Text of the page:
White Europeans had fought and subjugated the Native Indians since the first settlements in the early 1600s.
The process by which white Americans dominated the native population has been referred to as a 'holocaust', others have called it 'The 500 year war'
Geronimo - one of the greatest Apache Tribal Chiefs - how could he be linked to George W. Bush?
How did Europeans affect the lives of Native Indians?
At the beginning of the 20th Century, Native Americans had been placed in reservations
In 1924 the Indian Citizenship Act was passed and Native Americans were finally granted full US citizenship
People only really recognised Native Americans in a very stereotypical way - demonstrating crafts, speaking Indian languages, performing in traditional Indian costumes
In some states, Native Americans and other 'undesirables' were managed by programs of social planning, education, and reproductive control.
Trying to 'Americanise' the Natives often resulted in the destruction of their identity & culture for example many Native American children were taken from their families and sent to boarding schools, encouraged to not speak their own language and converted to Christianity
The original migrants were determined to ensure that their culture remained dominant!!
In 1928 The Meriam Report stated that the boarding schools were poorly run, staffed and were underfunded - the attempt to assimilate through education had failed.
The report recommended that the European-American curriculum be dropped and that Native Americans should be provided with the skills necessary for their own traditional rural communities as well as urban society.
What is Communism?
This is the symbol of Communism – The Hammer and the Sickle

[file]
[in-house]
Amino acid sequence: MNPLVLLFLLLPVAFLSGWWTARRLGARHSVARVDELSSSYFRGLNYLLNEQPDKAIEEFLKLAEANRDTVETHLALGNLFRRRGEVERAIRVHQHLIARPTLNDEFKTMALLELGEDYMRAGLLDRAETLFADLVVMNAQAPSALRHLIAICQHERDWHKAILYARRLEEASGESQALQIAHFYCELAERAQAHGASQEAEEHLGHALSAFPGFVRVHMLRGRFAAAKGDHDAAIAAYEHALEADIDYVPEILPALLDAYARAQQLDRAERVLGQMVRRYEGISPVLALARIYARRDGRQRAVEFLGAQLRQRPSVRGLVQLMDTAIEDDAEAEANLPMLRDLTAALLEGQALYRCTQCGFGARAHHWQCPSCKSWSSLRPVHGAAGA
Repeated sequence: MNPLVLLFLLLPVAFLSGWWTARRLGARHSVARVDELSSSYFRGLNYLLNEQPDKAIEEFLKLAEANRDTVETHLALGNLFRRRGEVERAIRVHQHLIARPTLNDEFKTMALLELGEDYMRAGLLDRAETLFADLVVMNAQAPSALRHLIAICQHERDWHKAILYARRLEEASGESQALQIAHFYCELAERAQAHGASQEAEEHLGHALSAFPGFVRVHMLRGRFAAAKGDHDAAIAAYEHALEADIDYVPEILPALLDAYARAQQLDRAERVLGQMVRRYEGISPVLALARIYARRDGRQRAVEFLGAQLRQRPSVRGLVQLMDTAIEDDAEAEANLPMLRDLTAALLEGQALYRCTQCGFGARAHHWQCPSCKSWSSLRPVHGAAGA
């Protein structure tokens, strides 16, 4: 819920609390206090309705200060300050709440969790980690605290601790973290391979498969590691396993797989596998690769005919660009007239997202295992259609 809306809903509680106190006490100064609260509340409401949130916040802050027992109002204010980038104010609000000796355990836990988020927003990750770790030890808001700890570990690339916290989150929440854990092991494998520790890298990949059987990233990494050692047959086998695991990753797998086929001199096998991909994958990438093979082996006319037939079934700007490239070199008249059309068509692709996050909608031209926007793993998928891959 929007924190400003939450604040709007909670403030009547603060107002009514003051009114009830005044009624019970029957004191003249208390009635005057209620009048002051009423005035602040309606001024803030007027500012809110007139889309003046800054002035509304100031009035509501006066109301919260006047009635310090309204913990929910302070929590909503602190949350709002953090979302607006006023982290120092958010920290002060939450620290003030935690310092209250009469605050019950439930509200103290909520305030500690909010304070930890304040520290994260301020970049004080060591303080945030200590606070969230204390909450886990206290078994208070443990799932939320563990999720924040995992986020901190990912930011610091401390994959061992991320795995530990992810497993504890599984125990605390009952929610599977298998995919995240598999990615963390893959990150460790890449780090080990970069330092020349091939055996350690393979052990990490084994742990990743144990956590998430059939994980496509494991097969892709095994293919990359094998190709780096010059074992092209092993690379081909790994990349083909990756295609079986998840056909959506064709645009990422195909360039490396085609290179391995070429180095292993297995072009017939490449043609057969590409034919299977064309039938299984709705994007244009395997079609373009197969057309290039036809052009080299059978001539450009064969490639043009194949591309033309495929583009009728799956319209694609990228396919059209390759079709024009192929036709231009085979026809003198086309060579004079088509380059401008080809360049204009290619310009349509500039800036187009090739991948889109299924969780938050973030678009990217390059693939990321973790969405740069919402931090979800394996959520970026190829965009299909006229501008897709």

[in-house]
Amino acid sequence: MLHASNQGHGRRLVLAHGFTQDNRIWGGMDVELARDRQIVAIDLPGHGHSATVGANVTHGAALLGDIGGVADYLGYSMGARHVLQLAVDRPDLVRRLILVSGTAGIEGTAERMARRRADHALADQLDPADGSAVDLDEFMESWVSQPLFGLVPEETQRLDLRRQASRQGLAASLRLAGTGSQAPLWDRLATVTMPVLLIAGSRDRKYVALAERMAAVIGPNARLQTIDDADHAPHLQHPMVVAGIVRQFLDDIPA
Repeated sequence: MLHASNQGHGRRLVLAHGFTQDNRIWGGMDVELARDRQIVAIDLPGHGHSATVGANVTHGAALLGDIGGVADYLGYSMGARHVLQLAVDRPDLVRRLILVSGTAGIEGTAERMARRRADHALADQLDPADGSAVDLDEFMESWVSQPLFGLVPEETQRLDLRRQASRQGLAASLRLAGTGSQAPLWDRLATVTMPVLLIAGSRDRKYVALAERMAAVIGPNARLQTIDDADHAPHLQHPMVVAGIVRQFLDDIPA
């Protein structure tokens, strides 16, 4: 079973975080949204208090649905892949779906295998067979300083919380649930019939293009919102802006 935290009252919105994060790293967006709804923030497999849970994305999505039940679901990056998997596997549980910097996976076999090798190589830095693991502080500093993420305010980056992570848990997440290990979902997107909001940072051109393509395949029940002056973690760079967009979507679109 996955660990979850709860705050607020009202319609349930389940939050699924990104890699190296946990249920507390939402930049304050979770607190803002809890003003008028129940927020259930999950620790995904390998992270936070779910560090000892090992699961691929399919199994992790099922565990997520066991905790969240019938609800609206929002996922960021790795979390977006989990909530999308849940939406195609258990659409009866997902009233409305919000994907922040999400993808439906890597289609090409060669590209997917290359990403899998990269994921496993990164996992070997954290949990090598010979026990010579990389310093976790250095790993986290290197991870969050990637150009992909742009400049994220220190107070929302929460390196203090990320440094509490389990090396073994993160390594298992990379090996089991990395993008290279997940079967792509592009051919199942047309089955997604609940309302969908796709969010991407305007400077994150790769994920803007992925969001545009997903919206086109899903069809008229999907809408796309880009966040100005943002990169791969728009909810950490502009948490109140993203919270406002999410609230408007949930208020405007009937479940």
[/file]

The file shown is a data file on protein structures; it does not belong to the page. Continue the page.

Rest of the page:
10. The government attempts to keep law and order and people pay taxes but the government has much less direct control over people’s lives.
4. No one is able to make any private profit – everything is supposed to be shared fairly amongst the people.
2. All land, industry, buildings and resources of the country are used to provide for the people. In theory everyone would get a fair share and no one would need money.
9. In reality this system is often built on propaganda and harsh repression against any opposition. There is little freedom or protection of human rights and no free speech or other political parties allowed.
1. Most land, property, business and industry is owned by private individuals.
3. In theory, this system is fair because anyone is free to make money if they work hard – this provides an incentive to be successful.
8. In practice there is often a wide gap between the richest and poorest people in society.
7. In America this is seen as much fairer and more democratic as people are free to decide things for themselves rather than the government doing it for them.
5. The aim of this system is that no one would be rich and no one would be poor.
6. In reality it is difficult for the state to organise all production centrally and therefore the needs of the people are often not met leading to major economic problems and corruption.